The others listened intently. But they heard no unusual sound.

“It was the wind whispering in the leaves,” declared Connie. “Or maybe a bird.”

Veve shook her head. “I’m sure it was someone below in the bushes!” she whispered.

“Veve’s right,” suddenly agreed Eileen, becoming tense. “Someone’s sneaking up the stairway!”

Distinctly now, the girls could hear footsteps on the steps below them.

Rather alarmed, Miss Gordon went quickly to the door. Then she laughed.

“We do have a visitor, girls! It’s Mr. Karwhite.”

The superintendent came on up the stairway. He peeped into the little house, but did not try to enter. In fact, not a square inch of space was available for him.

“Well, well,” he chuckled. “A full house! How are you getting along?”

“Oh, just fine!” replied Connie. “We have a new table and chairs. Aren’t they cute?”

Mr. Karwhite agreed that the furniture was very nice. Carefully, he examined each piece, remarking that the articles had been made of good lumber and were well finished.

“I can’t understand who is doing this!” he said in an annoyed tone. “It’s against park rules. Whoever built this house had no right to do it without permission.”

“But it’s such an adorable little house,” said Connie anxiously. “You wouldn’t make the person tear it down if you could find him, would you?”

“I reckon not,” Mr. Karwhite smiled. “At least not before spring. But it does annoy me.”

He told the Brownies then that he was in a rather bad mood that morning because in inspecting Trail No. 3 he had discovered that several of the trees were incorrectly marked.

“Then we were right about it!” exclaimed Connie.

“You certainly were,” the park superintendent assured her. “The tree you thought was a maple actually was one. Someone deliberately changed the tags on at least five trees.”

“What a stupid thing to do,” commented Miss Gordon.

“I’ve no proof, but I figure the trick was done by a group of boys who come through the park now and then. I’d like to catch them!”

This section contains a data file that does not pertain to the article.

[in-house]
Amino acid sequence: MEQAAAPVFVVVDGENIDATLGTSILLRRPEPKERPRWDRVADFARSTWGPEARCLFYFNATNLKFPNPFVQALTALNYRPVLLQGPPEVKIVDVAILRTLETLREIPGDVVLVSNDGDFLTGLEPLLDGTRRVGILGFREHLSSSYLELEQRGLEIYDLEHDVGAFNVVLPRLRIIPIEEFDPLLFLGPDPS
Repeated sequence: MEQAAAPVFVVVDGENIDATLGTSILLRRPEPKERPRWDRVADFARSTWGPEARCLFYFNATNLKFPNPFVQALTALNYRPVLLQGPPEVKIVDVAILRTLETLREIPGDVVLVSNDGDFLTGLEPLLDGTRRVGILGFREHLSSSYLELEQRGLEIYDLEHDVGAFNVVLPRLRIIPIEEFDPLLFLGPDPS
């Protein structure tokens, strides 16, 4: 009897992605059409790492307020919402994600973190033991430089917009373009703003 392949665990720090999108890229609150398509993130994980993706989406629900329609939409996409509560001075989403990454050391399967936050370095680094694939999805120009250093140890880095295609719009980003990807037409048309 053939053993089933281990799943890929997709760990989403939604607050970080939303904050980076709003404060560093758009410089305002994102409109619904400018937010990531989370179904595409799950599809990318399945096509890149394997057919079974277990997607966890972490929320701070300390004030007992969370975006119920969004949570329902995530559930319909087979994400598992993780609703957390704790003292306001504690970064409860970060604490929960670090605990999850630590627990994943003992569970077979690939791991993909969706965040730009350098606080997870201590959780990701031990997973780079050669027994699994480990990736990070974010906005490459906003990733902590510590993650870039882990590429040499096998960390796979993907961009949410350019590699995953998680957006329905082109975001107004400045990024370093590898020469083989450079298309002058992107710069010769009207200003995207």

Mr. Karwhite started to leave, and then thought of another matter.

“This tree house is almost like a lookout station,” he declared. “If any of you see those boys playing pranks, I wish you’d let me know right away.”

“We will!” promised Connie.

Mr. Karwhite unstrapped a black leather case which he wore over his shoulder.

“Here, keep my fieldglass,” he directed. “You’ll have fun using it, and will be able to see almost anywhere in the park from such a high point.”

“Oh, thank you!” cried Veve, taking the glass from him. “How do you make it work?”

The superintendent showed her how to adjust the glass. Each girl insisted upon her turn.

“Just leave the glass at the gate house when you start home,” Mr. Karwhite instructed. “And if you should see those young rascals tampering with the tags, be sure to notify me right away!”

After the superintendent had gone, the girls had a great deal of fun looking at various points of the park through the field glass.

“I can see the animal pens!” announced Sunny when her turn came.

“Let me look,” pleaded Veve.

Taking the glass from Sunny, she adjusted it to her own eyes. After studying the animal pens for a time, she trained the instrument upon the roadway.

“Come on, it’s my turn now!” exclaimed Jane impatiently. “You’ve had that glass for five minutes.”

Veve waved her aside.

“Wait,” she mumbled.

“Wait!” Jane retorted in exasperation. “It’s always ‘wait’ when you have the glass, and ‘hurry up’ when someone else is looking.”

“I’m really seeing something,” said Veve impressively. “Something queer.”

Her words drew the attention of all the Brownies. Quickly they clustered about her, eager to learn what held her interest.

“What d’you see?” Connie demanded. “Those boys Mr. Karwhite asked us to watch for?”

“It’s more interesting than that,” announced Veve, clinging fast to the glass as Jane tried to take it from her. “Oh, my goodness! Where is she going with that sack?”